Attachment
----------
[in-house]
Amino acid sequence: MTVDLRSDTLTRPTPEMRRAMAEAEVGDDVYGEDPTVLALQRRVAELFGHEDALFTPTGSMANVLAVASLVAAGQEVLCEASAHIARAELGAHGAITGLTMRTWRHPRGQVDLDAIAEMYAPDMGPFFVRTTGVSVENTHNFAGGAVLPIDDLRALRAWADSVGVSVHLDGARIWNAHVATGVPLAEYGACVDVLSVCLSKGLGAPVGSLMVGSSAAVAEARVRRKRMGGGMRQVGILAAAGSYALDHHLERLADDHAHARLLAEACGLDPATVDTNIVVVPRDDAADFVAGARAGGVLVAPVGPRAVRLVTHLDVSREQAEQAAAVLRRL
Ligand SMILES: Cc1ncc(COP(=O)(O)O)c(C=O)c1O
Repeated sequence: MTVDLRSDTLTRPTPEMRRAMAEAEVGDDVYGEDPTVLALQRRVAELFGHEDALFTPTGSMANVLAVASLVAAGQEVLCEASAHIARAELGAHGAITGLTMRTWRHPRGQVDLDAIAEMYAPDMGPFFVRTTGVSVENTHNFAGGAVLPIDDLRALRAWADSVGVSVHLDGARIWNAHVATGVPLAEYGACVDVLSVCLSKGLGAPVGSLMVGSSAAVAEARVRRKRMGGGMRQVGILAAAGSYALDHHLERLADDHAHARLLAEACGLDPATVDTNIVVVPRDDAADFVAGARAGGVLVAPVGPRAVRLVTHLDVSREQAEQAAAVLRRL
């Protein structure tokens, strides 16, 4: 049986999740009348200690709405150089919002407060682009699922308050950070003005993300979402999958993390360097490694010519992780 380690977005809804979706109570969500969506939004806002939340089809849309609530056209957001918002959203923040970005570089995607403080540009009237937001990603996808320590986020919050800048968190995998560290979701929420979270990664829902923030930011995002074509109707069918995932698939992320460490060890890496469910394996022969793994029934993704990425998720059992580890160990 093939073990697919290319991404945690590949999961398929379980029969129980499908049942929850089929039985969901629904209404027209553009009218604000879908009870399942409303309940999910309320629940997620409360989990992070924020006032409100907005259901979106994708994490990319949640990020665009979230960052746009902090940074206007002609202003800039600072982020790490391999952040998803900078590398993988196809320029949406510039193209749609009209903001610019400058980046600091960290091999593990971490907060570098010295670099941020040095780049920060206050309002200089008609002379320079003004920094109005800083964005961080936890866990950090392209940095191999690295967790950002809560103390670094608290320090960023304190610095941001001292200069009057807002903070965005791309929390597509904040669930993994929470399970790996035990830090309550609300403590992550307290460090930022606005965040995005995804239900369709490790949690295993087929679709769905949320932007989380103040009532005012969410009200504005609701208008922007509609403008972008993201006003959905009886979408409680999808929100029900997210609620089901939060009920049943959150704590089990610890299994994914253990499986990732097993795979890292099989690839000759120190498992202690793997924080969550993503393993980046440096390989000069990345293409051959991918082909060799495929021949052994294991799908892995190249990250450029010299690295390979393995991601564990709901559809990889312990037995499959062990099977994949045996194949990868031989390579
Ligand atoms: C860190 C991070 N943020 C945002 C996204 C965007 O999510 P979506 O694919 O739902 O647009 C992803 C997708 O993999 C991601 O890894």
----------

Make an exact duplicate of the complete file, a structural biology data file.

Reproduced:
[in-house]
Amino acid sequence: MTVDLRSDTLTRPTPEMRRAMAEAEVGDDVYGEDPTVLALQRRVAELFGHEDALFTPTGSMANVLAVASLVAAGQEVLCEASAHIARAELGAHGAITGLTMRTWRHPRGQVDLDAIAEMYAPDMGPFFVRTTGVSVENTHNFAGGAVLPIDDLRALRAWADSVGVSVHLDGARIWNAHVATGVPLAEYGACVDVLSVCLSKGLGAPVGSLMVGSSAAVAEARVRRKRMGGGMRQVGILAAAGSYALDHHLERLADDHAHARLLAEACGLDPATVDTNIVVVPRDDAADFVAGARAGGVLVAPVGPRAVRLVTHLDVSREQAEQAAAVLRRL
Ligand SMILES: Cc1ncc(COP(=O)(O)O)c(C=O)c1O
Repeated sequence: MTVDLRSDTLTRPTPEMRRAMAEAEVGDDVYGEDPTVLALQRRVAELFGHEDALFTPTGSMANVLAVASLVAAGQEVLCEASAHIARAELGAHGAITGLTMRTWRHPRGQVDLDAIAEMYAPDMGPFFVRTTGVSVENTHNFAGGAVLPIDDLRALRAWADSVGVSVHLDGARIWNAHVATGVPLAEYGACVDVLSVCLSKGLGAPVGSLMVGSSAAVAEARVRRKRMGGGMRQVGILAAAGSYALDHHLERLADDHAHARLLAEACGLDPATVDTNIVVVPRDDAADFVAGARAGGVLVAPVGPRAVRLVTHLDVSREQAEQAAAVLRRL
């Protein structure tokens, strides 16, 4: 049986999740009348200690709405150089919002407060682009699922308050950070003005993300979402999958993390360097490694010519992780 380690977005809804979706109570969500969506939004806002939340089809849309609530056209957001918002959203923040970005570089995607403080540009009237937001990603996808320590986020919050800048968190995998560290979701929420979270990664829902923030930011995002074509109707069918995932698939992320460490060890890496469910394996022969793994029934993704990425998720059992580890160990 093939073990697919290319991404945690590949999961398929379980029969129980499908049942929850089929039985969901629904209404027209553009009218604000879908009870399942409303309940999910309320629940997620409360989990992070924020006032409100907005259901979106994708994490990319949640990020665009979230960052746009902090940074206007002609202003800039600072982020790490391999952040998803900078590398993988196809320029949406510039193209749609009209903001610019400058980046600091960290091999593990971490907060570098010295670099941020040095780049920060206050309002200089008609002379320079003004920094109005800083964005961080936890866990950090392209940095191999690295967790950002809560103390670094608290320090960023304190610095941001001292200069009057807002903070965005791309929390597509904040669930993994929470399970790996035990830090309550609300403590992550307290460090930022606005965040995005995804239900369709490790949690295993087929679709769905949320932007989380103040009532005012969410009200504005609701208008922007509609403008972008993201006003959905009886979408409680999808929100029900997210609620089901939060009920049943959150704590089990610890299994994914253990499986990732097993795979890292099989690839000759120190498992202690793997924080969550993503393993980046440096390989000069990345293409051959991918082909060799495929021949052994294991799908892995190249990250450029010299690295390979393995991601564990709901559809990889312990037995499959062990099977994949045996194949990868031989390579
Ligand atoms: C860190 C991070 N943020 C945002 C996204 C965007 O999510 P979506 O694919 O739902 O647009 C992803 C997708 O993999 C991601 O890894």